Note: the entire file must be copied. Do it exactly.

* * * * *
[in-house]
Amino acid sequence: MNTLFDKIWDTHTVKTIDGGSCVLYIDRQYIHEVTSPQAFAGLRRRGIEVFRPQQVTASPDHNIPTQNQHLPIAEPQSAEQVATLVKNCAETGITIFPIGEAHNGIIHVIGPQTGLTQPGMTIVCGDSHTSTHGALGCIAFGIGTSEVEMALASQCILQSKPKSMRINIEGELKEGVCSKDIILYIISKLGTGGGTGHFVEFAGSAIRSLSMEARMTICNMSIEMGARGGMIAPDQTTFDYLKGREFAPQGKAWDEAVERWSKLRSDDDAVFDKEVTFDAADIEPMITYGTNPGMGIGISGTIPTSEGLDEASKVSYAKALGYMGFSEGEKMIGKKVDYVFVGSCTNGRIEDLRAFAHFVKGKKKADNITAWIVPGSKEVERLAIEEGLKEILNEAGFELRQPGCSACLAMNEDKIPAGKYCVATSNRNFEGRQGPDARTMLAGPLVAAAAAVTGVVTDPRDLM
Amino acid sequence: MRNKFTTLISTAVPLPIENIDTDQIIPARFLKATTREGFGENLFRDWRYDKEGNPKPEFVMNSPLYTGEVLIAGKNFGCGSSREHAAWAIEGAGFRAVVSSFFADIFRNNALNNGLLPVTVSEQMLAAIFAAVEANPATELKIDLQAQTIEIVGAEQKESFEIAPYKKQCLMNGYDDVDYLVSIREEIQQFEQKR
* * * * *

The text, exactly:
[in-house]
Amino acid sequence: MNTLFDKIWDTHTVKTIDGGSCVLYIDRQYIHEVTSPQAFAGLRRRGIEVFRPQQVTASPDHNIPTQNQHLPIAEPQSAEQVATLVKNCAETGITIFPIGEAHNGIIHVIGPQTGLTQPGMTIVCGDSHTSTHGALGCIAFGIGTSEVEMALASQCILQSKPKSMRINIEGELKEGVCSKDIILYIISKLGTGGGTGHFVEFAGSAIRSLSMEARMTICNMSIEMGARGGMIAPDQTTFDYLKGREFAPQGKAWDEAVERWSKLRSDDDAVFDKEVTFDAADIEPMITYGTNPGMGIGISGTIPTSEGLDEASKVSYAKALGYMGFSEGEKMIGKKVDYVFVGSCTNGRIEDLRAFAHFVKGKKKADNITAWIVPGSKEVERLAIEEGLKEILNEAGFELRQPGCSACLAMNEDKIPAGKYCVATSNRNFEGRQGPDARTMLAGPLVAAAAAVTGVVTDPRDLM
Amino acid sequence: MRNKFTTLISTAVPLPIENIDTDQIIPARFLKATTREGFGENLFRDWRYDKEGNPKPEFVMNSPLYTGEVLIAGKNFGCGSSREHAAWAIEGAGFRAVVSSFFADIFRNNALNNGLLPVTVSEQMLAAIFAAVEANPATELKIDLQAQTIEIVGAEQKESFEIAPYKKQCLMNGYDDVDYLVSIREEIQQFEQKR